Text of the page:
It’s official. According to Sonya Britt, a Kansas State University researcher, arguing about money early in a relationship is the top predictor of divorce. And if money disagreements lead a couple to divorce court, most spouses don’t realize that it introduces a new complexity into their financial affairs: the provisions of the family law statutes.
When couples marry in California, their financial affairs become governed by the California Family Code. Most people have no idea what the California Family Code requires regarding family finances, or that they are agreeing to abide by those requirements when they marry unless they discuss this topic with a lawyer. Typically, the way people get educated about this topic is when one or both individuals want a prenuptial agreement. A prenuptial agreement allows couples to opt out of the California Family Code in part, or in total, by reaching their own agreement about their financial affairs.
Education about the Law before Marriage
It has always been my belief that the best way to discuss, negotiate and enter into a prenuptial agreement is through a mediated process (see my prior post The Mediated Prenuptial Agreement: A Happy Beginning. If such discussions take place, then the likelihood of a divorce because of arguments over money should be reduced. This is particularly true if those discussions include defining the provisions of the California Family Code as they relate to the marriage’s financial assets.
The California Family Code is complex and how it is applied differs from case to case. Therefore, legal advice must be sought to understand the legal consequences of the Family Code as it is applied to a particular situation. With that being said, ignorance about what the Family Code requires can create these common misconceptions about financial matters involved with marriage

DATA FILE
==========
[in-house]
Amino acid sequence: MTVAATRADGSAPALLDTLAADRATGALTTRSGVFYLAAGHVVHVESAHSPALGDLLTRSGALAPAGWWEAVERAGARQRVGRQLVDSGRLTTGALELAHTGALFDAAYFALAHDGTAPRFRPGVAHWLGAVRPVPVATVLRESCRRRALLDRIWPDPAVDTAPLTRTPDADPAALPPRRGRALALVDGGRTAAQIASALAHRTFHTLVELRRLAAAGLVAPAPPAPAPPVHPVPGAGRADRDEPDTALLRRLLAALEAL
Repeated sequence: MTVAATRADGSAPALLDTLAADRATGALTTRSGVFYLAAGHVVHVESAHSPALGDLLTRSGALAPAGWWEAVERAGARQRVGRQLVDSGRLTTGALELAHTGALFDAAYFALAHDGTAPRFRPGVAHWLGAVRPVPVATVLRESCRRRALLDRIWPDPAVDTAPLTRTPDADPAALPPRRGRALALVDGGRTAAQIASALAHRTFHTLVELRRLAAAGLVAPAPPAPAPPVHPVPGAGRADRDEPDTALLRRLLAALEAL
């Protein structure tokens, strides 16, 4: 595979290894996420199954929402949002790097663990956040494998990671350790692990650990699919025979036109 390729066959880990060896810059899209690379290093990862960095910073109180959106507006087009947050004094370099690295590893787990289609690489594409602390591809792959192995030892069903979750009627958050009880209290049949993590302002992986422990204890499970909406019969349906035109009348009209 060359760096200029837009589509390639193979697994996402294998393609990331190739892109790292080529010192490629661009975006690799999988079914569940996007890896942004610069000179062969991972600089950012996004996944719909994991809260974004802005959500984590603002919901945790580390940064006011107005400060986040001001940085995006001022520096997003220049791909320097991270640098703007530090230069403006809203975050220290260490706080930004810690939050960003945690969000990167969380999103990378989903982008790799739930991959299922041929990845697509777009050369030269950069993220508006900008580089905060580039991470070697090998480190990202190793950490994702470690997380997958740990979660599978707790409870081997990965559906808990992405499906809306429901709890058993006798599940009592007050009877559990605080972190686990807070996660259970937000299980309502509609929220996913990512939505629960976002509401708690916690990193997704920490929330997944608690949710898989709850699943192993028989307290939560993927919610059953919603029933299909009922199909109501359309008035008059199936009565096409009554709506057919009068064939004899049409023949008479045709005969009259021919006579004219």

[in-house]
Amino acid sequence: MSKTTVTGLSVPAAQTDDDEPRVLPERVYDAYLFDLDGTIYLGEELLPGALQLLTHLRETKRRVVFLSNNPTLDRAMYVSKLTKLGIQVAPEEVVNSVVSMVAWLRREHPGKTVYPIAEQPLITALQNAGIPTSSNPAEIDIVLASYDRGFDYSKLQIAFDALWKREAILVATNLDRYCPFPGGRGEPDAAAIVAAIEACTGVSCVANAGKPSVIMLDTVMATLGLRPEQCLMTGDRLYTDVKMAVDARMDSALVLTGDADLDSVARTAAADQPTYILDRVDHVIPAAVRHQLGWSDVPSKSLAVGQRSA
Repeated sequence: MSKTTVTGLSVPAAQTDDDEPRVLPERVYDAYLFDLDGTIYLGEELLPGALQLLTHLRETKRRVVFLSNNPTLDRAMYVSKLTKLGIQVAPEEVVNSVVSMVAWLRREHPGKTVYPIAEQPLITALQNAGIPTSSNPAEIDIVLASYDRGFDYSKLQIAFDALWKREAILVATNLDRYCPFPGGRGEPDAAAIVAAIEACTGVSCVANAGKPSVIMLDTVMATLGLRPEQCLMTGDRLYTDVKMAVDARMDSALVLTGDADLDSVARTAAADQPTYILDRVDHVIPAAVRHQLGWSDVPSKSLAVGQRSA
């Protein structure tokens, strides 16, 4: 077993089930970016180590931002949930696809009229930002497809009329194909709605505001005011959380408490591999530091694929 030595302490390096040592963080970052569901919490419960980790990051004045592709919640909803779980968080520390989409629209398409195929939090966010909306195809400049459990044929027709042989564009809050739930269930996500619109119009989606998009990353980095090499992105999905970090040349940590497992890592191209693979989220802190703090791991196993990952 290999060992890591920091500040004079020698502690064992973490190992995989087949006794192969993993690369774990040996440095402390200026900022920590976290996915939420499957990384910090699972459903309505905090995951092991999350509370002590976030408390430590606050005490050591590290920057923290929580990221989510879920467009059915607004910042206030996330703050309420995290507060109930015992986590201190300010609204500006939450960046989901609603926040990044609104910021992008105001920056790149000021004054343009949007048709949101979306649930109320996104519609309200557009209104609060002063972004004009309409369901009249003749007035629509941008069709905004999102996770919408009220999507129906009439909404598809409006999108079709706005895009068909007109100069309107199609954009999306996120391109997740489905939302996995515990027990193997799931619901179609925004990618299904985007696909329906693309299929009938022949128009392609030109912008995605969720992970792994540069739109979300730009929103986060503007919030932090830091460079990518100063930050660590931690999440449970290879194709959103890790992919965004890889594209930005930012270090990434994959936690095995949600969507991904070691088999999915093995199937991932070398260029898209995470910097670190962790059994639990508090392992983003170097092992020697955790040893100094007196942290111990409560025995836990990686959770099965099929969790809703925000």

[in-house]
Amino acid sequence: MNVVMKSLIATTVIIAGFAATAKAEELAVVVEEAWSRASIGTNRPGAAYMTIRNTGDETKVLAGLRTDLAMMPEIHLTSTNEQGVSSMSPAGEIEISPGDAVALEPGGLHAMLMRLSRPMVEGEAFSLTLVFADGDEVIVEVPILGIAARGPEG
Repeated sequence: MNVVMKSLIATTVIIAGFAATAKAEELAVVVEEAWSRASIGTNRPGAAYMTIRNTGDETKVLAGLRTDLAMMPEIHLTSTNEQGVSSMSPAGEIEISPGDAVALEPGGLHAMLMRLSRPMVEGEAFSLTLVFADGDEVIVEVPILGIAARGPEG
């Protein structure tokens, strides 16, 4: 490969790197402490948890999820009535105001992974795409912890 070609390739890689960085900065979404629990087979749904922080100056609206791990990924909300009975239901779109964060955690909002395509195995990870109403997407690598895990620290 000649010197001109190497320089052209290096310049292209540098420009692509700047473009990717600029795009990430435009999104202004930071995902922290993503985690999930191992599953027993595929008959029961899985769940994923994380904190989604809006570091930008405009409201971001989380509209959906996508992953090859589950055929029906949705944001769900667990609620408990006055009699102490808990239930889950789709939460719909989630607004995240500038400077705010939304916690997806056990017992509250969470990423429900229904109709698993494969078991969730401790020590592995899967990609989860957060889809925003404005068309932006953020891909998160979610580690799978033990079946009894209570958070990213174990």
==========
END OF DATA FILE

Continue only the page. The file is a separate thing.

Misconception: The Income Earned by One Spouse is Not the Property of the Other Spouse.
Reality: In California, unless a prenuptial agreement provides otherwise, all income earned during the marriage is community property, and all property acquired with that income will be divided equally upon divorce. Many clients believe that because they earned the money, both the money itself and assets acquired with that money belong to them, to the exclusion of the other spouse. This is simply not the law.
2. Misconception: The Real Property of One Spouse Automatically Becomes Community Property.
Reality: When a person owns a home or other piece of real property before marriage, this property does not automatically become community property and therefore the other spouse does not get half-ownership in this property upon marriage. While the other spouse may acquire a community interest in this property, it does not occur simply by virtue of getting married.
3. Misconception: A Bank Account Held in the Name of One Person is Separate Property.
Reality: Many people believe that if an account is held in their name alone the money deposited to the account during the marriage is the separate property of the account holder. This is inaccurate in most situations. If the money deposited to the account is community property (income earned during the marriage), then the funds in the account are community property and divisible upon divorce.
4. Misconception: The Debt Incurred during the Marriage by a Spouse is that Person’s Separate Property.
Reality: Just as income earned during the marriage becomes community property, so too does debt incurred. Therefore, regardless of which spouse incurs the debt, both spouses are jointly responsible for paying it. There are exceptions to this rule, but they are truly exceptions. Common (though not exclusive) examples of exceptions are debts incurred which are not for the community’s benefit, such as spending money on an extramarital affair, unknown gambling addictions, drug addictions, or for similar undesirable or illegal purposes.
Misconceptions of all kinds can destroy a marriage; but arguments over financial expectations can be minimized with some education to clear up financial misconceptions before the “I Do’s” are exchanged.